Old Believers

The Old Believers of Russia were religious conservatives who disliked the Church reforms of the mid seventeenth century - especially the 'foreign' way that the Patriarch Nikon made the sign of the cross. The objections of these schismatic 'Raskolniki' developed into a general rejection of outside westernizing influences which they perceived as corrupting the old Russian Orthodox faith that had been sanctified by the centuries; and to many Old Believers, Peter the Great was the Anti-Christ. A detailed account of these developments is given in the 'Peter' chapter of RUSSKA. Later in the story the Suvorins, an Old Believer family of serfs, buy their freedom and become successful capitalists in nineteenth century Russia, as described in 'The Duel' and succeeding chapters.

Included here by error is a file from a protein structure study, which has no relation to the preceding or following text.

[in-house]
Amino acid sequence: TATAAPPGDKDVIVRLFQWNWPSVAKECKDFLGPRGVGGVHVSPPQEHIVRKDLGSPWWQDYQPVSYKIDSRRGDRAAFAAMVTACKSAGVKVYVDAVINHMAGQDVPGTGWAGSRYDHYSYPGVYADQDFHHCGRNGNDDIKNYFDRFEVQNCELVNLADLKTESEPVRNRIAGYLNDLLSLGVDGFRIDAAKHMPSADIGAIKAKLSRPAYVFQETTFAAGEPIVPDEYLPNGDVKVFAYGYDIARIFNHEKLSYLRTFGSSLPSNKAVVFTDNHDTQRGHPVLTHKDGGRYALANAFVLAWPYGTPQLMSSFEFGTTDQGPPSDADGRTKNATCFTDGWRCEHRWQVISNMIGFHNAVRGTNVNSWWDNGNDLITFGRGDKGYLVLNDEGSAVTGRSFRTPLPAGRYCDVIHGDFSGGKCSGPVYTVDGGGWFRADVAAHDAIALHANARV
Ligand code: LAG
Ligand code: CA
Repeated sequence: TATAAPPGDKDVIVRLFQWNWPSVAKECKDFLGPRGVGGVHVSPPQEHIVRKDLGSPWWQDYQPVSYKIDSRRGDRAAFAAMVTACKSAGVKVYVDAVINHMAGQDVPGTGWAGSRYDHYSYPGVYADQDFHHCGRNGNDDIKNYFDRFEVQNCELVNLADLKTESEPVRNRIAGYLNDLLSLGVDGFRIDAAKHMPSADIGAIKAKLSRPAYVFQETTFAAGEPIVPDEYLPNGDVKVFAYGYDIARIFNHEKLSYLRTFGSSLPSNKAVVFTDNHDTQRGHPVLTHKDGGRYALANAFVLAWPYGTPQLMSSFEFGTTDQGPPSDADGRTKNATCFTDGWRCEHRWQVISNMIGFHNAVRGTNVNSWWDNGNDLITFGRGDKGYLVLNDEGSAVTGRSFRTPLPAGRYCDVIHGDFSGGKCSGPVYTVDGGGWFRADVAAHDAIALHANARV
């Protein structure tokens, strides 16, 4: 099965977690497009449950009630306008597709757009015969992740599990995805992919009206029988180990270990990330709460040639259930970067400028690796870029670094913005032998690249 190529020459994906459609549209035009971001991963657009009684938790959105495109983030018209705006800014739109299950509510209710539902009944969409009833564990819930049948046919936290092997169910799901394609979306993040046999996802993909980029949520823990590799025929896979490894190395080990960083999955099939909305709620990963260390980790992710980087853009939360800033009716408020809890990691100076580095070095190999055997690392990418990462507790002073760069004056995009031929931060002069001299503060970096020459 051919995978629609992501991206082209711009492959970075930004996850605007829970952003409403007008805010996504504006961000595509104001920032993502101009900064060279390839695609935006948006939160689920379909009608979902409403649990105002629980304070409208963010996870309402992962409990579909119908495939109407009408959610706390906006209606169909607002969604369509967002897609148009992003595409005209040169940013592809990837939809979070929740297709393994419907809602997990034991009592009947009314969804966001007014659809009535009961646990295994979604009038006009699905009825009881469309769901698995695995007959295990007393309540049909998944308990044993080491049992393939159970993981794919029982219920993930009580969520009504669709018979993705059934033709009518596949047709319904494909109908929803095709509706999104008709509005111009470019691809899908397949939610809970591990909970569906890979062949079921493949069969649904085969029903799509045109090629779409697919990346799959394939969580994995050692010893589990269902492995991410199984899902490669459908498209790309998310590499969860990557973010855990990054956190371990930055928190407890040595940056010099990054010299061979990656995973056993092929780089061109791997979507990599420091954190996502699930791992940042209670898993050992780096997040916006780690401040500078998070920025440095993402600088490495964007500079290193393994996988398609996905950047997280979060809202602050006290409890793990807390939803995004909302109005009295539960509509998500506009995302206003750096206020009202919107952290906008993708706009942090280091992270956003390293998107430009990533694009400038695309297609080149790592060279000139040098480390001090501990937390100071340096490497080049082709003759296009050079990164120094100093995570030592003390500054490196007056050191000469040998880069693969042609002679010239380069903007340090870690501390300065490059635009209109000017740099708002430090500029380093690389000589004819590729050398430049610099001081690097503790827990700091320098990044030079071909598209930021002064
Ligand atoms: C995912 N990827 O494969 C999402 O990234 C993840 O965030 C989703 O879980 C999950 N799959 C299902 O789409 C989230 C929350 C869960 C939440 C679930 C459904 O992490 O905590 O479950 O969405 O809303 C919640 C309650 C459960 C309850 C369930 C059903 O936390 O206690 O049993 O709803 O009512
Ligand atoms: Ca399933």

Did You Know?
Only one man was allowed to live in the royal palace of China, known as the Forbidden City: the emperor. All the other inhabitants were either women - wives, concubines or servants - or the famous palace eunuchs. Nearly all eunuchs were castrated when they were still only boys. But there were just a few who chose to be castrated after they became men, and even had children of their own. They did it for the money. 




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